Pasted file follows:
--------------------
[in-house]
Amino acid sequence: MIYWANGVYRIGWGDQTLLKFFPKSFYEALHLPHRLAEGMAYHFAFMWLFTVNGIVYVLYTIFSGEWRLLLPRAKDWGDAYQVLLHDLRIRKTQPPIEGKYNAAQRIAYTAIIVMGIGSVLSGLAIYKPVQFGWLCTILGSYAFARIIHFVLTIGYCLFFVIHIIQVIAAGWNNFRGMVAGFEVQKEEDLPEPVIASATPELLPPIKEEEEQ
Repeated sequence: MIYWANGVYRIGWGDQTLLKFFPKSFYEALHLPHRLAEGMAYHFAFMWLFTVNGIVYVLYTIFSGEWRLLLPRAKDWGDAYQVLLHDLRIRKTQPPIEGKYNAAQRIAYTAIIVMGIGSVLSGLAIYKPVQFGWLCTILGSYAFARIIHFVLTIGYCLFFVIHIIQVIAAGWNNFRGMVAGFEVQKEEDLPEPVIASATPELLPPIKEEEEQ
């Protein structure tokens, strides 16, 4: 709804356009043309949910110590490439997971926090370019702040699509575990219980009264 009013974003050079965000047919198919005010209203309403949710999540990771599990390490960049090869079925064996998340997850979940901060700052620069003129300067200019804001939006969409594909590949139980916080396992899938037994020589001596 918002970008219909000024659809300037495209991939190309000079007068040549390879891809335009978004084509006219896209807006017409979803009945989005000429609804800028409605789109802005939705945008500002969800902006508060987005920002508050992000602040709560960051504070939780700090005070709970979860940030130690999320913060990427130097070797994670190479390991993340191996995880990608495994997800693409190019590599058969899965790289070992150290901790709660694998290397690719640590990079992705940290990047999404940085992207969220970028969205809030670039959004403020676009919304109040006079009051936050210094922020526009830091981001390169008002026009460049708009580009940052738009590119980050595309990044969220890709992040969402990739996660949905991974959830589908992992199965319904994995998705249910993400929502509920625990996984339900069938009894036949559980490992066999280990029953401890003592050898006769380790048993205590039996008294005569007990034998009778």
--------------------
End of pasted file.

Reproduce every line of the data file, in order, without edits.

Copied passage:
[in-house]
Amino acid sequence: MIYWANGVYRIGWGDQTLLKFFPKSFYEALHLPHRLAEGMAYHFAFMWLFTVNGIVYVLYTIFSGEWRLLLPRAKDWGDAYQVLLHDLRIRKTQPPIEGKYNAAQRIAYTAIIVMGIGSVLSGLAIYKPVQFGWLCTILGSYAFARIIHFVLTIGYCLFFVIHIIQVIAAGWNNFRGMVAGFEVQKEEDLPEPVIASATPELLPPIKEEEEQ
Repeated sequence: MIYWANGVYRIGWGDQTLLKFFPKSFYEALHLPHRLAEGMAYHFAFMWLFTVNGIVYVLYTIFSGEWRLLLPRAKDWGDAYQVLLHDLRIRKTQPPIEGKYNAAQRIAYTAIIVMGIGSVLSGLAIYKPVQFGWLCTILGSYAFARIIHFVLTIGYCLFFVIHIIQVIAAGWNNFRGMVAGFEVQKEEDLPEPVIASATPELLPPIKEEEEQ
């Protein structure tokens, strides 16, 4: 709804356009043309949910110590490439997971926090370019702040699509575990219980009264 009013974003050079965000047919198919005010209203309403949710999540990771599990390490960049090869079925064996998340997850979940901060700052620069003129300067200019804001939006969409594909590949139980916080396992899938037994020589001596 918002970008219909000024659809300037495209991939190309000079007068040549390879891809335009978004084509006219896209807006017409979803009945989005000429609804800028409605789109802005939705945008500002969800902006508060987005920002508050992000602040709560960051504070939780700090005070709970979860940030130690999320913060990427130097070797994670190479390991993340191996995880990608495994997800693409190019590599058969899965790289070992150290901790709660694998290397690719640590990079992705940290990047999404940085992207969220970028969205809030670039959004403020676009919304109040006079009051936050210094922020526009830091981001390169008002026009460049708009580009940052738009590119980050595309990044969220890709992040969402990739996660949905991974959830589908992992199965319904994995998705249910993400929502509920625990996984339900069938009894036949559980490992066999280990029953401890003592050898006769380790048993205590039996008294005569007990034998009778």